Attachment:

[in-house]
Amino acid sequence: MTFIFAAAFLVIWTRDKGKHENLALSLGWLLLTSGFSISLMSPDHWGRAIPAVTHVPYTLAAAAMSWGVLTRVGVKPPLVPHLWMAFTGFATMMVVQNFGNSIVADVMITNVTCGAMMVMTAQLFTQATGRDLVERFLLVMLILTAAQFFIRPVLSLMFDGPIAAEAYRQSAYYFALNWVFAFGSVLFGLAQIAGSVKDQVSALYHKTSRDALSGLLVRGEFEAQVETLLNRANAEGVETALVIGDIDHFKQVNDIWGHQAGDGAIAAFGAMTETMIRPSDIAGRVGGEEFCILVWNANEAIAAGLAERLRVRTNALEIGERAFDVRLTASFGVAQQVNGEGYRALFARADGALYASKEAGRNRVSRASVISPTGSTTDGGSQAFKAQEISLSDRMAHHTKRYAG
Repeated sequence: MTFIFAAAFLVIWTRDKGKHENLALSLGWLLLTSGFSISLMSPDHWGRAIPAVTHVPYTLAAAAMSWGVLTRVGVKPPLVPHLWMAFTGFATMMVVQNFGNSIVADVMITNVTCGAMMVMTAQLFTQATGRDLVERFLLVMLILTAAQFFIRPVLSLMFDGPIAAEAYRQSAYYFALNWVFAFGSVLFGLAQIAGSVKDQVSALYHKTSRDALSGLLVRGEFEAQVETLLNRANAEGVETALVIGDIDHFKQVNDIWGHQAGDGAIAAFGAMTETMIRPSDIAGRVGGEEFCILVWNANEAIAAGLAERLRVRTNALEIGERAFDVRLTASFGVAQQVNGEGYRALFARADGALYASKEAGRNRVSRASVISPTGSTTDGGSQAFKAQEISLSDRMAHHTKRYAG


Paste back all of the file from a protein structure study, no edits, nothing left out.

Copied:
[in-house]
Amino acid sequence: MTFIFAAAFLVIWTRDKGKHENLALSLGWLLLTSGFSISLMSPDHWGRAIPAVTHVPYTLAAAAMSWGVLTRVGVKPPLVPHLWMAFTGFATMMVVQNFGNSIVADVMITNVTCGAMMVMTAQLFTQATGRDLVERFLLVMLILTAAQFFIRPVLSLMFDGPIAAEAYRQSAYYFALNWVFAFGSVLFGLAQIAGSVKDQVSALYHKTSRDALSGLLVRGEFEAQVETLLNRANAEGVETALVIGDIDHFKQVNDIWGHQAGDGAIAAFGAMTETMIRPSDIAGRVGGEEFCILVWNANEAIAAGLAERLRVRTNALEIGERAFDVRLTASFGVAQQVNGEGYRALFARADGALYASKEAGRNRVSRASVISPTGSTTDGGSQAFKAQEISLSDRMAHHTKRYAG
Repeated sequence: MTFIFAAAFLVIWTRDKGKHENLALSLGWLLLTSGFSISLMSPDHWGRAIPAVTHVPYTLAAAAMSWGVLTRVGVKPPLVPHLWMAFTGFATMMVVQNFGNSIVADVMITNVTCGAMMVMTAQLFTQATGRDLVERFLLVMLILTAAQFFIRPVLSLMFDGPIAAEAYRQSAYYFALNWVFAFGSVLFGLAQIAGSVKDQVSALYHKTSRDALSGLLVRGEFEAQVETLLNRANAEGVETALVIGDIDHFKQVNDIWGHQAGDGAIAAFGAMTETMIRPSDIAGRVGGEEFCILVWNANEAIAAGLAERLRVRTNALEIGERAFDVRLTASFGVAQQVNGEGYRALFARADGALYASKEAGRNRVSRASVISPTGSTTDGGSQAFKAQEISLSDRMAHHTKRYAG